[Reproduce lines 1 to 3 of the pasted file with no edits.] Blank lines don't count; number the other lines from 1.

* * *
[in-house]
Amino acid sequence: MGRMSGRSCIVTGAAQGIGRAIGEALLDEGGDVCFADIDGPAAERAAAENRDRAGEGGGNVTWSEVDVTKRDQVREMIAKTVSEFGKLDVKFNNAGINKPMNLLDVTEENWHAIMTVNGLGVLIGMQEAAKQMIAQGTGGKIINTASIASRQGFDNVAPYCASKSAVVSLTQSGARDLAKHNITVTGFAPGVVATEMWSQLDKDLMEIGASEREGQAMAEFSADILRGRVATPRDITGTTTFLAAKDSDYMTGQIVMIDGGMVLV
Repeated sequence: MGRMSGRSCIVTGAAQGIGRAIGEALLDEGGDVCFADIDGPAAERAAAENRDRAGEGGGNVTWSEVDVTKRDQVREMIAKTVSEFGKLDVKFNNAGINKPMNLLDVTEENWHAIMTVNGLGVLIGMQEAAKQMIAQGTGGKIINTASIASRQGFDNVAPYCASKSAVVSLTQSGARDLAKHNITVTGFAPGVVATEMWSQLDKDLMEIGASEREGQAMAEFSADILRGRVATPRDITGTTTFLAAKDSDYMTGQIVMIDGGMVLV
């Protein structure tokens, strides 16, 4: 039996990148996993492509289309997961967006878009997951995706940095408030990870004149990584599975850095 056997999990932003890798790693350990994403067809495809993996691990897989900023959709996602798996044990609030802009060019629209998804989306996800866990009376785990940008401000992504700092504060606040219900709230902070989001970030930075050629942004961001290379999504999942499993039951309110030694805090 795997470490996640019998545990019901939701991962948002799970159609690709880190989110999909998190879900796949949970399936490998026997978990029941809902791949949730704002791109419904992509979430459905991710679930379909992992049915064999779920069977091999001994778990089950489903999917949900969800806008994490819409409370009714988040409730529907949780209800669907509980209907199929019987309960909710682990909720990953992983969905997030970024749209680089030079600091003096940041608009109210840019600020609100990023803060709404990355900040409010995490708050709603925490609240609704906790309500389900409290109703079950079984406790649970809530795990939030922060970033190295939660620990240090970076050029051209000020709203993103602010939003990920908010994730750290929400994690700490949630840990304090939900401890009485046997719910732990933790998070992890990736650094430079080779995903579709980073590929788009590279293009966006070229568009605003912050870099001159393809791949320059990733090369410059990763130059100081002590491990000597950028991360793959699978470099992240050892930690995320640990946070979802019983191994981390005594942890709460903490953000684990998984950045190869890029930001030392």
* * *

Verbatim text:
[in-house]
Amino acid sequence: MGRMSGRSCIVTGAAQGIGRAIGEALLDEGGDVCFADIDGPAAERAAAENRDRAGEGGGNVTWSEVDVTKRDQVREMIAKTVSEFGKLDVKFNNAGINKPMNLLDVTEENWHAIMTVNGLGVLIGMQEAAKQMIAQGTGGKIINTASIASRQGFDNVAPYCASKSAVVSLTQSGARDLAKHNITVTGFAPGVVATEMWSQLDKDLMEIGASEREGQAMAEFSADILRGRVATPRDITGTTTFLAAKDSDYMTGQIVMIDGGMVLV
Repeated sequence: MGRMSGRSCIVTGAAQGIGRAIGEALLDEGGDVCFADIDGPAAERAAAENRDRAGEGGGNVTWSEVDVTKRDQVREMIAKTVSEFGKLDVKFNNAGINKPMNLLDVTEENWHAIMTVNGLGVLIGMQEAAKQMIAQGTGGKIINTASIASRQGFDNVAPYCASKSAVVSLTQSGARDLAKHNITVTGFAPGVVATEMWSQLDKDLMEIGASEREGQAMAEFSADILRGRVATPRDITGTTTFLAAKDSDYMTGQIVMIDGGMVLV